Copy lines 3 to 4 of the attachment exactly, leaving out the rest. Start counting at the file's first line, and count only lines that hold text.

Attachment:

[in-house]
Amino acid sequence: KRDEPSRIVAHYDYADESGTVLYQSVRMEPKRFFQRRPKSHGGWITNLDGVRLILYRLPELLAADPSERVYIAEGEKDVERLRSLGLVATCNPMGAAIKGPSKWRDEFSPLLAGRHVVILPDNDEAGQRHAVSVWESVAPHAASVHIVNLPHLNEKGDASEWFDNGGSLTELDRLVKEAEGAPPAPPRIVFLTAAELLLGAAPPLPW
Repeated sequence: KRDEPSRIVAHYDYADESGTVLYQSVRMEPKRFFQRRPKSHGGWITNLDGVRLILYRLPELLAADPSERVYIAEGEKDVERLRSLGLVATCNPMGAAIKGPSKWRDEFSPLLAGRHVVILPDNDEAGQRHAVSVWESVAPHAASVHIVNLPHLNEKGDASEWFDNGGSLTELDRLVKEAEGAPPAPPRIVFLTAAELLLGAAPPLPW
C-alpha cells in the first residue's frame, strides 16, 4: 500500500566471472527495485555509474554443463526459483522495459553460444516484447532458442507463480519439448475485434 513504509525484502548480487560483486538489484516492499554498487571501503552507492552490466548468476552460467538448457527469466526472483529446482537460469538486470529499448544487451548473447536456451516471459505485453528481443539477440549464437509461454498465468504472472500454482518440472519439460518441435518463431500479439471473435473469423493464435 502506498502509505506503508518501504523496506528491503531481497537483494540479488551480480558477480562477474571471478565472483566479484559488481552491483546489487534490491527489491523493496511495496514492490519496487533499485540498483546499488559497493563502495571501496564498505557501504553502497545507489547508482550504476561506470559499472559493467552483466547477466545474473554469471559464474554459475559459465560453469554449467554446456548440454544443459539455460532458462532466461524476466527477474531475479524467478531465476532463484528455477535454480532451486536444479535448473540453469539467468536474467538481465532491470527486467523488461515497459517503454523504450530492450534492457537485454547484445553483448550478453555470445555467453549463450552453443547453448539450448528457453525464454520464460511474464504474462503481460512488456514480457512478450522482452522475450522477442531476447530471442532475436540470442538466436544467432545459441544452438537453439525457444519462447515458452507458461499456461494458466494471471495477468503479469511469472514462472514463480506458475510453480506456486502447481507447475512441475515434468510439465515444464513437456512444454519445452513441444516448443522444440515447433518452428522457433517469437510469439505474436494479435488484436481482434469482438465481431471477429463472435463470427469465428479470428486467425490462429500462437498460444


Repeated sequence: KRDEPSRIVAHYDYADESGTVLYQSVRMEPKRFFQRRPKSHGGWITNLDGVRLILYRLPELLAADPSERVYIAEGEKDVERLRSLGLVATCNPMGAAIKGPSKWRDEFSPLLAGRHVVILPDNDEAGQRHAVSVWESVAPHAASVHIVNLPHLNEKGDASEWFDNGGSLTELDRLVKEAEGAPPAPPRIVFLTAAELLLGAAPPLPW
C-alpha cells in the first residue's frame, strides 16, 4: 500500500566471472527495485555509474554443463526459483522495459553460444516484447532458442507463480519439448475485434 513504509525484502548480487560483486538489484516492499554498487571501503552507492552490466548468476552460467538448457527469466526472483529446482537460469538486470529499448544487451548473447536456451516471459505485453528481443539477440549464437509461454498465468504472472500454482518440472519439460518441435518463431500479439471473435473469423493464435 502506498502509505506503508518501504523496506528491503531481497537483494540479488551480480558477480562477474571471478565472483566479484559488481552491483546489487534490491527489491523493496511495496514492490519496487533499485540498483546499488559497493563502495571501496564498505557501504553502497545507489547508482550504476561506470559499472559493467552483466547477466545474473554469471559464474554459475559459465560453469554449467554446456548440454544443459539455460532458462532466461524476466527477474531475479524467478531465476532463484528455477535454480532451486536444479535448473540453469539467468536474467538481465532491470527486467523488461515497459517503454523504450530492450534492457537485454547484445553483448550478453555470445555467453549463450552453443547453448539450448528457453525464454520464460511474464504474462503481460512488456514480457512478450522482452522475450522477442531476447530471442532475436540470442538466436544467432545459441544452438537453439525457444519462447515458452507458461499456461494458466494471471495477468503479469511469472514462472514463480506458475510453480506456486502447481507447475512441475515434468510439465515444464513437456512444454519445452513441444516448443522444440515447433518452428522457433517469437510469439505474436494479435488484436481482434469482438465481431471477429463472435463470427469465428479470428486467425490462429500462437498460444